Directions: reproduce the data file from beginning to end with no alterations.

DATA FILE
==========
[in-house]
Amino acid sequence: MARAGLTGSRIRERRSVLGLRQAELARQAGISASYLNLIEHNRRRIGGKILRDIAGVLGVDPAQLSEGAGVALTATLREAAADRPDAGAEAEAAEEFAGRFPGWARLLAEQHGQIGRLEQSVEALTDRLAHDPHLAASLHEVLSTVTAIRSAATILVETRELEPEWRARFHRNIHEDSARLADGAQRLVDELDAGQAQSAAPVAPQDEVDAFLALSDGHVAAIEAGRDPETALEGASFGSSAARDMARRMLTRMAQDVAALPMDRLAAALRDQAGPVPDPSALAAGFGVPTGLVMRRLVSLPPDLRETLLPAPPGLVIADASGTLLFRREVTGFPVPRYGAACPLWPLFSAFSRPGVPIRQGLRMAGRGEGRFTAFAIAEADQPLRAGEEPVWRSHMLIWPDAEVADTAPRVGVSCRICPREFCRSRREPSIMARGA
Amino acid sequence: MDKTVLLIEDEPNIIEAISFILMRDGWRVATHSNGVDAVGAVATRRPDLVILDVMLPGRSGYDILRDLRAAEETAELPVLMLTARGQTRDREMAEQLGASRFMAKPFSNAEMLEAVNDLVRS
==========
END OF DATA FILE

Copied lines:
[in-house]
Amino acid sequence: MARAGLTGSRIRERRSVLGLRQAELARQAGISASYLNLIEHNRRRIGGKILRDIAGVLGVDPAQLSEGAGVALTATLREAAADRPDAGAEAEAAEEFAGRFPGWARLLAEQHGQIGRLEQSVEALTDRLAHDPHLAASLHEVLSTVTAIRSAATILVETRELEPEWRARFHRNIHEDSARLADGAQRLVDELDAGQAQSAAPVAPQDEVDAFLALSDGHVAAIEAGRDPETALEGASFGSSAARDMARRMLTRMAQDVAALPMDRLAAALRDQAGPVPDPSALAAGFGVPTGLVMRRLVSLPPDLRETLLPAPPGLVIADASGTLLFRREVTGFPVPRYGAACPLWPLFSAFSRPGVPIRQGLRMAGRGEGRFTAFAIAEADQPLRAGEEPVWRSHMLIWPDAEVADTAPRVGVSCRICPREFCRSRREPSIMARGA
Amino acid sequence: MDKTVLLIEDEPNIIEAISFILMRDGWRVATHSNGVDAVGAVATRRPDLVILDVMLPGRSGYDILRDLRAAEETAELPVLMLTARGQTRDREMAEQLGASRFMAKPFSNAEMLEAVNDLVRS